SCHENECTADY — A former city building inspector is scheduled to stand trial starting Monday, accused of failing in his job to keep residents safe, leading to four deaths and dozens of injuries.
While prosecutors said they plan to lay out all their evidence against Kenneth Tyree during the trial Tyree's attorney said he believes a jury will return a verdict in his client's favor, once they hear all the facts surrounding the accidental 2015 Jay Street fire and the events preceding it.
The trial is set to begin with jury selection Monday in Schenectady County Court. Judge Matthew Sypniewski is presiding.
Tyree, 53, of Schenectady, faces four counts each of manslaughter and criminally negligent homicide — one for each of the four people who died in the massive blaze. He also faces other charges.
He faces 5 to 15 years in state prison, if convicted. He previously rejected a plea offer that would have resulted in a year in jail. He maintains his innocence.
The trial is expected to last four to six weeks, attorneys said.
Prosecutor Michael DeMatteo would not comment on the case Friday. Tyree's attorney Mark Gaylord, repeated earlier defense assertions that Tyree lacked proper training to inspect the Jay Street building's fire alarm system.
"But, despite his lack of training, the facts will show he did exactly what was asked of him that day, that he did a thorough inspection of the building — every apartment in the building," Gaylord said.
Tyree is accused of failing to act on dangers he observed when he inspected the structure at 104 Jay St., an inspection that occurred the day before a deadly March 6, 2015, fire destroyed the structure.
Prosecutors have said signs of a malfunction in the fire alarm box, as well as Tyree's observations about fire doors, showed conscious disregard for the risks posed and that Tyree lied when he said he saw indications that the system was operational.
An inoperable fire alarm alone, they say, should have resulted in an evacuation or "fire watch," and prosecutors believe the system hadn't been operational for more than a month before the fire.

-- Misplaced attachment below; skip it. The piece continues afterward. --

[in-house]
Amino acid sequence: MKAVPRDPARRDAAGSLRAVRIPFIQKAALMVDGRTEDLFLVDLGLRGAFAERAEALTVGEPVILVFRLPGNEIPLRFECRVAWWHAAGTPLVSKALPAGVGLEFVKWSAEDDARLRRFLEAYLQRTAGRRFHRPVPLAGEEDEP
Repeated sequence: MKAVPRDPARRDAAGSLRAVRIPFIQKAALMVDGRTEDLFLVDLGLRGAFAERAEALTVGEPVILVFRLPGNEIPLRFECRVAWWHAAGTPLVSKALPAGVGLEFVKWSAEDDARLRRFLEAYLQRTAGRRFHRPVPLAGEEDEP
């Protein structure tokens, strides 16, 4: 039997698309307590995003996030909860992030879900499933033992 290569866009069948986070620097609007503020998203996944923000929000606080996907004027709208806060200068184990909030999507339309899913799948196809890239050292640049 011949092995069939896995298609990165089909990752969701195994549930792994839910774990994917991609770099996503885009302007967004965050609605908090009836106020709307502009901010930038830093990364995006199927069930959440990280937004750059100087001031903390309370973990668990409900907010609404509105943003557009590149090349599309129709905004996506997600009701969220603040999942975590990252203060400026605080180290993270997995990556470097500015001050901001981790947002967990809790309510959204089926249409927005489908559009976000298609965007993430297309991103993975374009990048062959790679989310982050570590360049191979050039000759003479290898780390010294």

If Tyree had inspected the system as he claimed, Schenectady County District Attorney Robert Carney has argued, he would have discovered it to be inoperable. Either he performed a faulty inspection or no inspection, Carney said.
Tyree described in a statement to investigators how he and the Jay Street building's manager, Jason Sacks, toured the building together for the inspection. He also told investigators he checked the alarm box and "all was good to my knowledge," according to the previously filed statement.
For his part, Sacks pleaded guilty last month to four counts of criminally negligent homicide in connection with the fire. He is to be sentenced to 1 to 3 years in state prison and must testify against Tyree, as part of his plea agreement.
Sacks, 39, was accused of failing to maintain the fire-detection system at 104 Jay St. from Oct. 20, 2014, to the date of the March 6, 2015, fire. He was also accused of tampering with the system and allowing the building to operate with no fire doors in hallway stairwells.
Sacks participated directly in creating and permitting building conditions that led to the rapid spread of the fire, Carney has said previously, "thus greatly escalating the risks to the trapped victims."
Aside from the allegations over the state of the alarm box, prosecutors have said Tyree's timeline was off. He estimated in his statement that the inspection took from 10 a.m. to 2:30 p.m., but city street cameras captured images of Tyree and Sacks at a Crane Street property at about noon that day.
The investigation concluded fire alarms and smoke detectors in 104 Jay St. hadn't been operational since Jan. 22, 2015 — about six weeks before the blaze — leaving those sleeping in the building with no warning, Carney has said. Both Tyree and Sacks were indicted in March 2017.
Killed in the fire were Harry Simpson, 59; Robert Thomas, 31; Jermaine Allen, 37; and Berenices Suarez, 33.
Many of those injured and the estates of those killed have filed lawsuits against the building's owner, Ted Gounaris Inc. Many have also filed notices of claim for possible lawsuits against the city, but no lawsuit was filed before the standard deadline.